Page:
IBM Gets Storage BI with Novus Acquisition

By Chris Preimesberger  |  Posted 2007-10-24 Print this article Print

Global 2000 software and services provider Novus fills a big gap in IBM's storage portfolio.

IBM on Oct. 24 announced that it will acquire NovusCG, a storage-focused IT software and services company based in Manassas, Va. As is common in transactions involving privately held companies, financial terms were not disclosed. NovusCG (Novus Consulting Group) was founded in 2000 and has about 100 employees. The company uses its own professional services methodology, called Xcelleration, to provide software and services to Global 2000 companies and the federal government in the areas of storage infrastructure optimization, disaster recovery and business continuity, compliance management, and managed services. Specifically, Novus brings a new level of business intelligence and storage analytics—which IBM lacked—to the companys arsenal of storage software service offerings.
The new functions Novus brings to IBM include the MCF (Management Complexity Factor), a patent-pending tools-driven methodology that allows Novus to identify the quantitative and qualitative causes of complexity in an environment, and provide step-by-step strategies for removing it, along with business and cost justifications for each step.
Click here to read about IBMs recent acquisition of data management specialist Princeton Softech. Another offering, ESP (Enterprise Standardization Program), allows Novus to assist clients in standardizing storage and backup best practices at a level that allows clients to have (and more importantly, use) these best practices in heterogeneous and diverse environments. This is delivered in standard and custom software that can include customer-specific standards and processes. Finally, Novus SERP (Storage Enterprise Resource Planning) software gives clients business-related information about their storage assets. It provides analytics both for the IT department and the companys business decision makers. "We [IBM] have been a leader for a long time in this [storage] area, but even as a leader we saw some gaps that we had," Val Rahmani, general manager of Infrastructure Management Services at IBM Global Technology Services, in New York, told eWEEK. The area of storage analytics "is something clients have been worried about for a long time, but its been difficult for them to do. Just consolidating a bunch of disks hasnt been something thats been interesting. They havent had enough business insight to let them do that. What were hoping is to take the unique product set and the skills that Novus has, pull it together with the global reach of IBM, and make that available to a lot of clients who we know have to do this but havent had a good way to do it so far," Rahmani said. NovusCG also will complement IBMs core System Storage portfolio of disk, tape and virtualization products as a key element in optimizing and establishing storage tiers, the assignment of different categories of data to different types of storage media in order to reduce total storage cost, Rahmani said. IBMs acquisition of NovusCG ups the ante in its battle against EMC in the storage marketplace. IBM is currently the world market leader in storage services and in branded tape storage, according to IDG (International Data Group) reports. EMC, the world market leader in disk-driven storage and in storage software, has acquired 37 companies in the last six years to gain a number of new technologies it had lacked. Check out eWEEK.coms for the latest news, reviews and analysis on enterprise and small business storage hardware and software.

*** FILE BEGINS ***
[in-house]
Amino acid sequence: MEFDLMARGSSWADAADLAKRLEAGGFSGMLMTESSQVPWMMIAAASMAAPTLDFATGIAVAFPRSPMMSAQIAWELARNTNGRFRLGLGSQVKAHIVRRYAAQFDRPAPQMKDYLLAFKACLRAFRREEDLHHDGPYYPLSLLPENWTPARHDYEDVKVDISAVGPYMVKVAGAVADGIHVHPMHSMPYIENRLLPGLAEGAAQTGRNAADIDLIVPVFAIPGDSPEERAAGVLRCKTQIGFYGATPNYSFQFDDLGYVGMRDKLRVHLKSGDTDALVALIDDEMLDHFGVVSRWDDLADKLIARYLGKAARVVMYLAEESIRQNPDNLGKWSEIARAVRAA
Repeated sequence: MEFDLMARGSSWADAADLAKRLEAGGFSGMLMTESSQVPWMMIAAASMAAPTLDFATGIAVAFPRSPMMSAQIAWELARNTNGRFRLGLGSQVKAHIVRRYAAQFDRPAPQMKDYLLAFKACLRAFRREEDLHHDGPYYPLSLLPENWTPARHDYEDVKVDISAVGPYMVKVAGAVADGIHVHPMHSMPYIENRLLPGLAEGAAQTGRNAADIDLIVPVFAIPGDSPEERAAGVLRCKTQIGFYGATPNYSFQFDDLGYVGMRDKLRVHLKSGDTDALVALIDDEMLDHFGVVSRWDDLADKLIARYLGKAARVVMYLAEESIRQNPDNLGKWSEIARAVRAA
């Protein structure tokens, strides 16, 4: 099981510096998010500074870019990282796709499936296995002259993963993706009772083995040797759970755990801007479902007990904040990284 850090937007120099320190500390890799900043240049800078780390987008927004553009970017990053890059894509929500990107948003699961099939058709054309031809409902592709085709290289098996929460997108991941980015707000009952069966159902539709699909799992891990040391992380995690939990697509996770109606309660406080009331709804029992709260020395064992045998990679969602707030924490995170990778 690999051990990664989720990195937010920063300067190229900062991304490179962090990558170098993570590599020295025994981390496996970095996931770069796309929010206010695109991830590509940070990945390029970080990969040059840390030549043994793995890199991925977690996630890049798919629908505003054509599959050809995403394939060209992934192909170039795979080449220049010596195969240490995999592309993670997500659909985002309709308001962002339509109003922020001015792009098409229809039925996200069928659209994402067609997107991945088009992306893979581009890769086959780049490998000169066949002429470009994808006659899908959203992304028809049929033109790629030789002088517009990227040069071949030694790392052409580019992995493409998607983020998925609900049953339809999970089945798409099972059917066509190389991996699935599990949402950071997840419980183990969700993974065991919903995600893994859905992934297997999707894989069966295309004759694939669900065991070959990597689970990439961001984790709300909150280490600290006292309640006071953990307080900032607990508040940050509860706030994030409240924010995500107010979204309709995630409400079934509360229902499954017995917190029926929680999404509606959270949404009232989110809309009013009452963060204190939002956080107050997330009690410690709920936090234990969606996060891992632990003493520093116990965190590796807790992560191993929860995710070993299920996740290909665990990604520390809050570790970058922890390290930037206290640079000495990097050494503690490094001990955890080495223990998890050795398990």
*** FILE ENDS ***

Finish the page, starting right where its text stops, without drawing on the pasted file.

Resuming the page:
Chris Preimesberger Chris Preimesberger was named Editor-in-Chief of Features & Analysis at eWEEK in November 2011. Previously he served eWEEK as Senior Writer, covering a range of IT sectors that include data center systems, cloud computing, storage, virtualization, green IT, e-discovery and IT governance. His blog, Storage Station, is considered a go-to information source. Chris won a national Folio Award for magazine writing in November 2011 for a cover story on and CEO-founder Marc Benioff, and he has served as a judge for the SIIA Codie Awards since 2005. In previous IT journalism, Chris was a founding editor of both IT Manager's Journal and and was managing editor of Software Development magazine. His diverse resume also includes: sportswriter for the Los Angeles Daily News, covering NCAA and NBA basketball, television critic for the Palo Alto Times Tribune, and Sports Information Director at Stanford University. He has served as a correspondent for The Associated Press, covering Stanford and NCAA tournament basketball, since 1983. He has covered a number of major events, including the 1984 Democratic National Convention, a Presidential press conference at the White House in 1993, the Emmy Awards (three times), two Rose Bowls, the Fiesta Bowl, several NCAA men's and women's basketball tournaments, a Formula One Grand Prix auto race, a heavyweight boxing championship bout (Ali vs. Spinks, 1978), and the 1985 Super Bowl. A 1975 graduate of Pepperdine University in Malibu, Calif., Chris has won more than a dozen regional and national awards for his work. He and his wife, Rebecca, have four children and reside in Redwood City, Calif.Follow on Twitter: editingwhiz

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